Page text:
_lammergeier_--_lammer_, lambs, _geier_, vulture.]
LAMMY, lam'i, _n._ a thick quilted outside jumper worn in cold weather by sailors.--Also LAMM'IE.
LAMP, lamp, _n._ a vessel for burning oil with a wick, and so giving light: a light of any kind.--_v.i._ (_Spens._) to shine.--_ns._ LAMP'AD (_rare_), a lamp or candlestick, a torch; LAMP'ADARY, in the Greek Church, one who looks after the lamps and carries a lighted taper before the patriarch; LAMPADED'ROMY, an ancient Greek torch-race in honour of Prometheus, &c.; LAMP'ADIST, one who ran in a torch-race; LAMPAD'OMANCY, the art of divining by the flame of a lamp or torch; LAMP'BLACK, the black substance formed by the smoke of a lamp: the soot or amorphous carbon obtained by burning bodies rich in that element, such as resin, petroleum, and tar, or some of the cheap oily products obtained from it; LAMP'-BURN'ER, that part of a lamp in which the wick is held; LAMP'-CHIM'NEY, LAMP'-GLASS, a glass funnel placed round the flame of a lamp; LAMP'-FLY (_Browning_), a firefly.--_adj._ LAMP'IC, pertaining to, or derived from, a lamp or flame.--_ns._ LAMP'ION, a kind of small lamp; LAMP'-LIGHT, the light shed by a lamp or lamps; LAMP'-LIGHT'ER, a person employed to light street-lamps: that by which a lamp is lighted, as a spill or torch; LAMP'-POST, the pillar supporting a street-lamp; LAMP'-SHELL, a terebratuloid or related brachiopod having a shell like an antique lamp.--SMELL OF THE LAMP, to show signs of great elaboration or study. [Fr.
_lampe_--Gr. _lampas_, _-ados_--_lampein_, to shine.]
LAMP, lamp, _v.i._ (_Scot._) to run wild, to scamper: to go jauntily.
LAMPAS, lam'pas, _n._ a material of silk and wool used in upholstery. [Fr.]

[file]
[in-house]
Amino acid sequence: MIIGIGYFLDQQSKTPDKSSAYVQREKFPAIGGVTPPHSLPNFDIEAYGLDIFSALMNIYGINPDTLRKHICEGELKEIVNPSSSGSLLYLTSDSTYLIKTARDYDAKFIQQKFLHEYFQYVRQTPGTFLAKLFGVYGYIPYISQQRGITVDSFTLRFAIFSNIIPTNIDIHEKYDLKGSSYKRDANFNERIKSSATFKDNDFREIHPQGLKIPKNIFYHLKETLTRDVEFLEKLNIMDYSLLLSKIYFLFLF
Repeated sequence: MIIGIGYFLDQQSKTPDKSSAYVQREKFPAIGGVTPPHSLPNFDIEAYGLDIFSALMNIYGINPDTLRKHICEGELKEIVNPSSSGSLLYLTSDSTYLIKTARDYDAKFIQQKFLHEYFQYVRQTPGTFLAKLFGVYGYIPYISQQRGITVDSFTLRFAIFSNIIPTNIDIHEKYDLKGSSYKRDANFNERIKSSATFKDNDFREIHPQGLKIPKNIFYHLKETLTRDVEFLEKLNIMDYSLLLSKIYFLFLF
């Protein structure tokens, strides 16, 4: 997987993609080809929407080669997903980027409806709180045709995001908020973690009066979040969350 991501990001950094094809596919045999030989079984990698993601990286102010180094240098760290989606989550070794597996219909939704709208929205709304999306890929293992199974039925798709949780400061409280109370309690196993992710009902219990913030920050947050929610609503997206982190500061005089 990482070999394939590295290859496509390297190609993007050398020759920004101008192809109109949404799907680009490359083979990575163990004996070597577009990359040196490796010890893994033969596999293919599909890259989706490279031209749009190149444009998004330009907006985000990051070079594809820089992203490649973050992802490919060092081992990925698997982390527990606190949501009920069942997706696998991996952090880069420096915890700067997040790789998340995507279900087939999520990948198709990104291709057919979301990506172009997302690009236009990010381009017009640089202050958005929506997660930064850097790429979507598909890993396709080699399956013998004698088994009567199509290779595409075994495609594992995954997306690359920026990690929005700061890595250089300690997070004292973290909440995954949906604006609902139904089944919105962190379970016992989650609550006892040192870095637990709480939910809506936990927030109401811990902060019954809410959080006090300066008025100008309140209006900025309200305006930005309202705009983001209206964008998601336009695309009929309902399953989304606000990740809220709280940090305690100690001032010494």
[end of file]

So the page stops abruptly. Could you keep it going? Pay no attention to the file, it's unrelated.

LAMPASS, lam'pas, _n._ (_Shak._) a swelling of the roof of the mouth in horses. [Fr. _lampas_.]
LAMPERN, lam'p[.e]rn, _n._ a river lamprey.
LAMPOON, lam-p[=oo]n', _n._ a personal satire in writing: low censure.--_v.t._ to assail with personal satire: to satirise:--_pr.p._ lamp[=oo]n'ing; _pa.p._ lamp[=oo]ned'.--_ns._ LAMPOON'ER, one who writes a lampoon; LAMPOON'RY, practice of lampooning: written personal abuse or satire. [O. Fr. _lampon_, orig. a drinking-song, with the refrain _lampons_=let us drink--_lamper_ (or _lapper_, to lap), to drink.]
LAMPREY, lam'pre, _n._ a genus of cartilaginous fishes resembling the eel, so called from their attaching themselves to rocks or stones by their mouths. [O. Fr. _lamproie_--Low L. _lampreda_, _lampetra_--L. _lamb[)e]re_, to lick, _petra_, rock.]
LANA, la'na, _n._ the tough, close-grained wood of a Guiana tree.
LANATE, -D, l[=a]'n[=a]t, -ed, _adjs._ woolly: (_bot._) covered with a substance resembling wool.--_n._ L[=A]'NARY, a wool-store. [L.
LANCASTERIAN, lang-kas-t[=e]'ri-an, _adj._ pertaining to Joseph _Lancaster_ (1778-1838), or the method of teaching younger pupils by those more advanced (_monitors_) in primary schools.
LANCASTRIAN, lang-kas'tri-an, _adj._ pertaining to the dukes or the royal house of _Lancaster_.--_n._ an adherent of the house of Lancaster, as against the Yorkists, in the Wars of the Roses (1455-85).
LANCE, lans, _n._ (_Spens._) balance, poise. [L. _lanx_, _lancis_, a dish or scale.]
LANCE, lans, _n._ a long shaft of wood, with a spear-head, and bearing a small flag: the bearer of a lance.--_v.t._ to pierce with a lance: to open with a lancet.--_ns._ LANCE'-COR'PORAL, a private soldier doing the duties of a corporal; LANCE'LET (see AMPHIOXUS); LAN'CER, a light cavalry soldier armed with a lance: (_pl._) a popular set of quadrilles, first in England about 1820: the music for such; LANCE'-WOOD, a wood valuable for its strength and elasticity, brought chiefly from Jamaica, Guiana, &c.--_adjs._ LANCIF'EROUS, bearing a lance; LAN'CIFORM, lance-shaped. [Fr.,--L.
_lancea_; Gr. _longch[=e]_, a lance.]
LANCEGAY, lans'g[=a], _n._ (_obs._) a kind of spear. [O. Fr.,--_lance_, a lance, _zagaye_, a pike. See ASSAGAI.]
LANCEOLATE, -D, lan'se-o-l[=a]t, -ed, _adjs._ (_bot._) having the form of a lance-head: tapering toward both ends--also LAN'CEOLAR.--_adv._ LAN'CEOLATELY. [L. _lanceolatus_--_lanceola_, dim. of _lancea_.]
LANCET, lan'set, _n._ a surgical instrument used for opening veins, abscesses, &c.: a high and narrow window, terminating in an arch acutely pointed, often double or triple, common in the first half of the 13th century. [O. Fr. _lancette_, dim. of _lance_.]
LANCH. Same as LAUNCH.
LANCINATE, lan'sin-[=a]t, _v.t._ to lacerate.--_n._ LANCIN[=A]'TION, sharp, shooting pain. [L. _lancin[=a]re_, _-[=a]tum_, to tear.]